Chasing ghosts

Photo on 11-4-14 at 12.06 PM This afternoon waiting at the dentist office I skimmed through a People magazine. An article about a family dealing with mental illness caught my curiosity. The story described how one sister supported her younger sister who has a mental illness. The two ultimately wrote a book and started a foundation to raise awareness for mental illness.

What about all the people struggling with mental illness who don't have such an outspoken sister? What about the patients who would rather disappear in a hole than being public about their mental struggles?

Mental illness is slippery. Mental illness is wiggly. It escapes through the cracks of the material world.  If our first amendment ensures freedom of speech, our thoughts are definitely free. When do thought-patterns become an illness? Where does the diagnosis begin and individual, acceptable habits end? How big is that estuary where healthy and pathological thought-forms mingle and in which direction is the current running?

Growing up with a mother who has been dealt the card of mental illness, I have asked those questions as long as I have had a developed frontal lobe (late teens, early 20s).  At the same time, my inherent survival mechanism has prevented me from asking these questions overtly.

Mental illness is volatile. There is no obvious pattern to understand and work with.  You never know what and when the "story" switches from "kind of normal" to "out of control."  Asking these questions in the presence of the person dealing with a mental illness feels very much like lighting a cigaret in a factory for explosives. One spark taking off in the wrong direction sets the whole construct, the whole gestalt, on fire and you blow up with it.

In order to reflect on our mental status and situation we need our mind, our reflective ability, which is exactly what is in question in the first place. As you can see, the circle is vicious. Mental illness as a trap, a room with no exit.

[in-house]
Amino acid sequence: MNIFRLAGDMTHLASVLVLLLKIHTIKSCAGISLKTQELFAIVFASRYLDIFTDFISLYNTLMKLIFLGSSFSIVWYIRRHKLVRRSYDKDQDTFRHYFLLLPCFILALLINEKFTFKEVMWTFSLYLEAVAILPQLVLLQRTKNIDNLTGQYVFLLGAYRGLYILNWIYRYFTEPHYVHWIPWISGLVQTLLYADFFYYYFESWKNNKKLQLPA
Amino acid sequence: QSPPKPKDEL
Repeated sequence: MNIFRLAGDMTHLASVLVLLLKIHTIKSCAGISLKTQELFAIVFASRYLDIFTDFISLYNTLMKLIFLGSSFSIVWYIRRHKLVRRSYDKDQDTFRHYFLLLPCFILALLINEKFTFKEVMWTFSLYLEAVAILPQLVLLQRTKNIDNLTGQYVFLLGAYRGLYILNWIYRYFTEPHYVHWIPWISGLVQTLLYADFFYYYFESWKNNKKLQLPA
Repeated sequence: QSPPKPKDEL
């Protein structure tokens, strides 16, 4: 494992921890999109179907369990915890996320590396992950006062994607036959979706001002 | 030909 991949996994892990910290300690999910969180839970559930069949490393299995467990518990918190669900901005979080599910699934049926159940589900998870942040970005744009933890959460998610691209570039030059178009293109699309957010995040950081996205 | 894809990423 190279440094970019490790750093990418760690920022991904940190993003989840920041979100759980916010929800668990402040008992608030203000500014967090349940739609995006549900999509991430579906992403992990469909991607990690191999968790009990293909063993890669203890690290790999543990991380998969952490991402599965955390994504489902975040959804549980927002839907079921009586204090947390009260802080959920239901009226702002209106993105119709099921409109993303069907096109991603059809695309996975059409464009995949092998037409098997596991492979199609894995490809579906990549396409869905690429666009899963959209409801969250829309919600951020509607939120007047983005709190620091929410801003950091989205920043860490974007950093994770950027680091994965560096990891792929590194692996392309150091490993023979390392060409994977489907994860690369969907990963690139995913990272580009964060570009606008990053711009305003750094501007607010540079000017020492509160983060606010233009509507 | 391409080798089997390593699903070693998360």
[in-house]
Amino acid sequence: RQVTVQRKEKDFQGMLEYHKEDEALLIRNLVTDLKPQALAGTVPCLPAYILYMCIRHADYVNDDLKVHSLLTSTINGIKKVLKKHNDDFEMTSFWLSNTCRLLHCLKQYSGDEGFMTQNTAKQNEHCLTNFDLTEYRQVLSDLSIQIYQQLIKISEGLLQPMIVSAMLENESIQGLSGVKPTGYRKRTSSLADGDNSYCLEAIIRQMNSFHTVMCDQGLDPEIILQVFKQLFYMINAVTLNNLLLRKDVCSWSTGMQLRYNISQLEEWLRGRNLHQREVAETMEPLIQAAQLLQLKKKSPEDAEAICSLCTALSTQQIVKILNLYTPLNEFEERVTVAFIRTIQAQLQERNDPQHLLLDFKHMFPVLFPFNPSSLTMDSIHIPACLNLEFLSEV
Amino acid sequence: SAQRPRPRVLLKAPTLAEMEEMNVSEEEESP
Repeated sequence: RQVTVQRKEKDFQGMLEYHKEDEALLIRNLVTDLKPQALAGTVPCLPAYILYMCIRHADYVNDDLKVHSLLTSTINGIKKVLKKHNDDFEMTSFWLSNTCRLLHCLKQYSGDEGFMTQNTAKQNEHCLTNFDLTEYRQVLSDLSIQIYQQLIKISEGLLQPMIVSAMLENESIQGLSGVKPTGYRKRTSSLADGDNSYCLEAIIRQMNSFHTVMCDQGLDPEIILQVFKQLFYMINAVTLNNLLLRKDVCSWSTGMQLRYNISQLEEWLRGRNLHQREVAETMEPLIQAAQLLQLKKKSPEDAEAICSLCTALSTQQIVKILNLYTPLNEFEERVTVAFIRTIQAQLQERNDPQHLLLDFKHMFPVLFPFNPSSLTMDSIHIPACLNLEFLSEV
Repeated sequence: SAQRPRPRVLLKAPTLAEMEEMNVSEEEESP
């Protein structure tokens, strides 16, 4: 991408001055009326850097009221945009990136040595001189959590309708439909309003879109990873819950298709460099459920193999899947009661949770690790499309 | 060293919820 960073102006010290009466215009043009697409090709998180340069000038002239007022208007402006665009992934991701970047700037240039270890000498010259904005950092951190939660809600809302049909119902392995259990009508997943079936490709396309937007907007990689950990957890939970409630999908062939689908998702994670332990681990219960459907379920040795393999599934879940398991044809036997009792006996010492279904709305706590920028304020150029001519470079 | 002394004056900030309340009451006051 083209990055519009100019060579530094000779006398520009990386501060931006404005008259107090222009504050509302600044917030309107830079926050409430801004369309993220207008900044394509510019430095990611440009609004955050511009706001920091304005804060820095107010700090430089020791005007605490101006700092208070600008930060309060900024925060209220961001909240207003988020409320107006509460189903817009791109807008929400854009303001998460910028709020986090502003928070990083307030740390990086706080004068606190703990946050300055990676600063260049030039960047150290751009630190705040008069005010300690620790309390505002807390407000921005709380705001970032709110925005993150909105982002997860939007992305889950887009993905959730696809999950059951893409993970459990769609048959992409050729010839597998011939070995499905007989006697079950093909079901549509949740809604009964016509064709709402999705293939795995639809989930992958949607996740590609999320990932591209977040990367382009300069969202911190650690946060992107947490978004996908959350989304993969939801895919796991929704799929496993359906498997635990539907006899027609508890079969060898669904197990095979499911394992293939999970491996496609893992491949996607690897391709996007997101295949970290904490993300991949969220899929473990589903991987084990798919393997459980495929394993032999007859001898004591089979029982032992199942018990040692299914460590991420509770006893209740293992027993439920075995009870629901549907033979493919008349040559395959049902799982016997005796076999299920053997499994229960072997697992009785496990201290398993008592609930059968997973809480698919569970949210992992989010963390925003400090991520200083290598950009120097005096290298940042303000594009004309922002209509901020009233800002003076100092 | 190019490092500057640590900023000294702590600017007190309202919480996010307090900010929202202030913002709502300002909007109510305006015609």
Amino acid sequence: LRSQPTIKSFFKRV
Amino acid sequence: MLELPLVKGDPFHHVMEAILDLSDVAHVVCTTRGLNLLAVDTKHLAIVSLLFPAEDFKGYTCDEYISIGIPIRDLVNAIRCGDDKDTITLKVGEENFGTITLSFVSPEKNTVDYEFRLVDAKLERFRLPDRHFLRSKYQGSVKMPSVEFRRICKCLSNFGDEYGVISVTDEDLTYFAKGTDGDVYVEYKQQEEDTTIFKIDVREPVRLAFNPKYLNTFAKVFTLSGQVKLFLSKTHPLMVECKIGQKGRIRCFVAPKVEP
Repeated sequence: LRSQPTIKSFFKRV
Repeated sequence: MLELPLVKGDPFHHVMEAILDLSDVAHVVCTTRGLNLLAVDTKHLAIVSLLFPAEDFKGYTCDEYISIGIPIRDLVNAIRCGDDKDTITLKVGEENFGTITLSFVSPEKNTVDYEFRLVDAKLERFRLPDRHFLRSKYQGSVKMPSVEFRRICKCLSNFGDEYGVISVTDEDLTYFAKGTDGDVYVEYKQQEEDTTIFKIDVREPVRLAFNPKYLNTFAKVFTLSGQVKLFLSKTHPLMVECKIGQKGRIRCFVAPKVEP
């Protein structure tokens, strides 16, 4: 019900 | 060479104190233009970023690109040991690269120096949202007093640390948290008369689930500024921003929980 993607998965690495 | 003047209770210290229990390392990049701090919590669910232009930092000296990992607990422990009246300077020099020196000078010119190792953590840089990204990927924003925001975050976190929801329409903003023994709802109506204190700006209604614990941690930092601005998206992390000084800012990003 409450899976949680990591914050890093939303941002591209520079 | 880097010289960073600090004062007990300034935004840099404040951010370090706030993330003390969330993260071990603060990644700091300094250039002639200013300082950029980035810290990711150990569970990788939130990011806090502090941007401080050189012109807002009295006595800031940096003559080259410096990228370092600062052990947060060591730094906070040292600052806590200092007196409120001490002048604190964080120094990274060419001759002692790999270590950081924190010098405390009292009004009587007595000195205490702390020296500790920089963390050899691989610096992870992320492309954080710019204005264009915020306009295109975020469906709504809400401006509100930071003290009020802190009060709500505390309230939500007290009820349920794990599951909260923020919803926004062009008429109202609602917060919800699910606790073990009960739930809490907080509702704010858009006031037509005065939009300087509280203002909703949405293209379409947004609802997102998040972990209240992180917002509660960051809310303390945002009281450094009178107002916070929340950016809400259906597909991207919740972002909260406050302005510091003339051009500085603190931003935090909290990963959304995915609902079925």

I have read about, studied, reflected and researched mental illness in order to better understand, in the hope to find a small thin life line that would allow me to better understand and ultimately support my mother and her inner struggles.

Since there is nothing "bad and threatening" showing up on an x -ray, MRI, PETscan, CTscan, Ultrasound, or palpation, the struggles are unreal and at the same time very real. Chasing ghosts seems like deer hunting compared to finding a meaningful connection to and a way to support a loved one with a mental illness.

Donating $$ to a foundation seems a bit like buying an insurance to protect myself from flipping to the "other side" of the scale of mental health. Raising awareness and organizing  financially based activities also takes my mind off the painful reality of not knowing my mother now or ever. Don't get me wrong, this larger scale work is important. It's just one part of a bigger story. Doing something good FOR her "cause" to me is a very different direction of energy than connecting WITH her.  The energy going into the  "FOR" activity is directed outward, away from myself and my mother. The energy going into the "WITH" her activity is directed toward her and with this also back to myself. I have to muster the courage to stare into the deep dark hole and live with it.